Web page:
As you reach the final stages of your PhD, it is important to discuss potential examiners with your supervisory panel. In this video, TASA member James Arvanitakis, & colleagues, talk about some of the important considerations when nominating potential examiners, keeping in mind that the final composition of your examination panel will remain confidential.

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PhD final stages – Timeline to Submission

The final stages leading up to the submission of your thesis can be really stressful, but they can also be really exciting as it means you are getting closer to graduating. In the video below, TASA member James Arvanitakis, & colleagues, from Western Sydney University talk about the timeline in the final stages of your PhD […]

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December wrap-up: Public output by TASA members

Informed News & Analysis Shane Duggan: So you’ve got your ATAR, now what? Here are some options, The Conversation Rebecca Pearse: The federal Climate Policy Review: a recipe for business as usual, The Conversation Deborah Lupton: The social factors that influence whether you’ll use your wearable device, The Conversation Dina Bowman & Marcus Banks: People on low incomes are sacrificing basic goods to take out insurance, The […]

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November wrap-up: Public output by TASA members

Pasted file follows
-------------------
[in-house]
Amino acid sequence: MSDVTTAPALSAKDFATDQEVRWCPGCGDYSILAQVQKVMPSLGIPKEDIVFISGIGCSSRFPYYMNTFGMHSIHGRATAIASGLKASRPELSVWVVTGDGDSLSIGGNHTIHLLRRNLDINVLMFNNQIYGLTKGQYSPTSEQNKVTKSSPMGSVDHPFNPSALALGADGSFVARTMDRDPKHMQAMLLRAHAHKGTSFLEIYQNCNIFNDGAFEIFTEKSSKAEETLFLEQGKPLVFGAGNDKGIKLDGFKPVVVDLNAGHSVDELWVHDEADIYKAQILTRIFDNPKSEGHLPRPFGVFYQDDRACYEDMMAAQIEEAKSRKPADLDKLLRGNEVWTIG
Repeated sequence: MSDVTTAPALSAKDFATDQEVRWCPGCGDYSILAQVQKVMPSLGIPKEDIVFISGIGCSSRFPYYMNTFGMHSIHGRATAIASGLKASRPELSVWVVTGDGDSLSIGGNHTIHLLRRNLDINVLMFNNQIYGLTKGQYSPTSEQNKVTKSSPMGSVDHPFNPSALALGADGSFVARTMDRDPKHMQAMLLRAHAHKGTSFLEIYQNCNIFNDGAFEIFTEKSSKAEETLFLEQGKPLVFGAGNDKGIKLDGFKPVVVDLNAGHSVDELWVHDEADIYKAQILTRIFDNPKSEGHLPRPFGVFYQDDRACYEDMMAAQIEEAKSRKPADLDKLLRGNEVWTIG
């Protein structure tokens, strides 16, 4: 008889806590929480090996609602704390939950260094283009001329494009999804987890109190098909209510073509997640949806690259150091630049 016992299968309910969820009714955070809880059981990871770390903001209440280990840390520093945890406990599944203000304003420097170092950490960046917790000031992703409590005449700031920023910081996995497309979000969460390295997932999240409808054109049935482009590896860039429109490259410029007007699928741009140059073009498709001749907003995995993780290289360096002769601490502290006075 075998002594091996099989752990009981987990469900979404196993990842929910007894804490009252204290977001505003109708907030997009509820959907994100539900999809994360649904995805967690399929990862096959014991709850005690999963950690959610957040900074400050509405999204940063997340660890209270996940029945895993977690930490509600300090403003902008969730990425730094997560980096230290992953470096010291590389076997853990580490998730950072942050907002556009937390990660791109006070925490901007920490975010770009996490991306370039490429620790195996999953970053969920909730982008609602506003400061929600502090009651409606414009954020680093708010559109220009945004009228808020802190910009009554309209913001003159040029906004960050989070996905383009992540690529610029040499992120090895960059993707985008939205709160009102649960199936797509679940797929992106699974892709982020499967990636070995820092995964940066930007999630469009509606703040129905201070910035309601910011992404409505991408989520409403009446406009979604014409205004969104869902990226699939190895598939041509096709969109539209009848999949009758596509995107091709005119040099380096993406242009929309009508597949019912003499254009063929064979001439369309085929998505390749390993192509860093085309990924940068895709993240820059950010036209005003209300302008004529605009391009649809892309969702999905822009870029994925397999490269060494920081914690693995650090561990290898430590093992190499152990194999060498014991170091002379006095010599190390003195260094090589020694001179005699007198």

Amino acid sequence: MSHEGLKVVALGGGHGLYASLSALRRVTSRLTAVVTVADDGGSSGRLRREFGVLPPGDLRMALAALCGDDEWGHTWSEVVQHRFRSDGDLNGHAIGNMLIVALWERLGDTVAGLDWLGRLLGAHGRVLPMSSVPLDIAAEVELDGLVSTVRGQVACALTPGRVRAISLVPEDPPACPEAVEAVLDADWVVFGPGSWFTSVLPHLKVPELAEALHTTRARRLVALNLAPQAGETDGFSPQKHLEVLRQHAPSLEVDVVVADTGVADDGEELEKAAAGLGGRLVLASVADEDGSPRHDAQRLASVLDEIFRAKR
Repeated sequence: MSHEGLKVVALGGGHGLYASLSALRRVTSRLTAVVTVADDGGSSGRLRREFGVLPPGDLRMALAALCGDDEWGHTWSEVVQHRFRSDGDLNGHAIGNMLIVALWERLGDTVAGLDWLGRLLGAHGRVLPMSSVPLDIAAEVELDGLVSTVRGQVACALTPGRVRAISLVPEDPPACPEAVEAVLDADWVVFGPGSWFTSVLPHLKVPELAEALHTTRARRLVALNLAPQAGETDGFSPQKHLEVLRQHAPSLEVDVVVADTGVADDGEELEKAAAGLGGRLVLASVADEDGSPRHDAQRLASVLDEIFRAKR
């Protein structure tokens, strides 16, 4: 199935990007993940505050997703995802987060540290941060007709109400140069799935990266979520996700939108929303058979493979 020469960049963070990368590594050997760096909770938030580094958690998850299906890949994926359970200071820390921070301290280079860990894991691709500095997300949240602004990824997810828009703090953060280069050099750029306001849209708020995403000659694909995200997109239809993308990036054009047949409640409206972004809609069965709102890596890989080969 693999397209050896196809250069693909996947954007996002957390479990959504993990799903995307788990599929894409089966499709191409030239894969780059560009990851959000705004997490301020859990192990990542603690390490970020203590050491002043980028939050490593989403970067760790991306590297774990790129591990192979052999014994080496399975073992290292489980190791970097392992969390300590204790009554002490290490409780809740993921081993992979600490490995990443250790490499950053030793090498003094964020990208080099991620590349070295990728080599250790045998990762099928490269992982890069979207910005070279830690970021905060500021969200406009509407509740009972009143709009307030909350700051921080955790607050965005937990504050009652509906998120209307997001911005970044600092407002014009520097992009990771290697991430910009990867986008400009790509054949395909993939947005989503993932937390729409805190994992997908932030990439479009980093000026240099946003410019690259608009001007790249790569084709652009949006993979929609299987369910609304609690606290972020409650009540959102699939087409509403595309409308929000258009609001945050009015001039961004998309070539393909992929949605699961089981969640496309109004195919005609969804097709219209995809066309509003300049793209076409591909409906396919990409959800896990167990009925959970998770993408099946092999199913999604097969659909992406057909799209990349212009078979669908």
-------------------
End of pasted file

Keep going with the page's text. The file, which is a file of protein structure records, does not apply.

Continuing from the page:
Informed News & Analysis Alan Morris: Last of the Millers Point and Sirius tenants hang on as the money now pours in, The Conversation James Arvanitakis: Same Sex Marriage Postal Survey, ABC News Breakfast Rob White: Criminality and Climate Change, University of Tasmania Peter Robinson: Gay rebels: why some older homosexual men don’t support same-sex marriage, The Conversation Michael Flood: Do parents of boys view […]

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Same Sex Marriage Postal Survey

Fellow member James Arvanitakis speaking on ABC’s News Breakfast program about the same sex marriage postal survey: “Traumatic” and a “policy failure” is how our Friday confabbers have described the SSM postal survey @joelcreasey + @jarvanitakis pic.twitter.com/nsyF7SmCD1 — News Breakfast (@BreakfastNews) October 26, 2017

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September wrap-up: Public output by TASA members

Informed News & Analysis Jennifer Power: FactCheck: are children ‘better off’ with a mother and father than withsame-sex parents? The Conversation Steve Matthewman: Sociology from Aotearoa New Zealand: Power Politics in Post-Disaster Ōtautahi, Global Dialogue Holly Thorpe: Sociology from Aotearoa New Zealand: Creative Sports in Post-Disaster Geographies, Global Dialogue Robert Webb: Sociology from Aotearoa New Zealand: Towards an Indigenous Criminology, Global Dialogue Steve Matthewman […]

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Why Should I do a PhD?

If you have ever thought about doing a PhD, but you’re not quite sure, this video is for you.  TASA member Professor James Arvanitakis, Dean of Graduate Studies at Western Sydney University talks about some of the reasons you should do a PhD… and then some of the reasons why it might not be the […]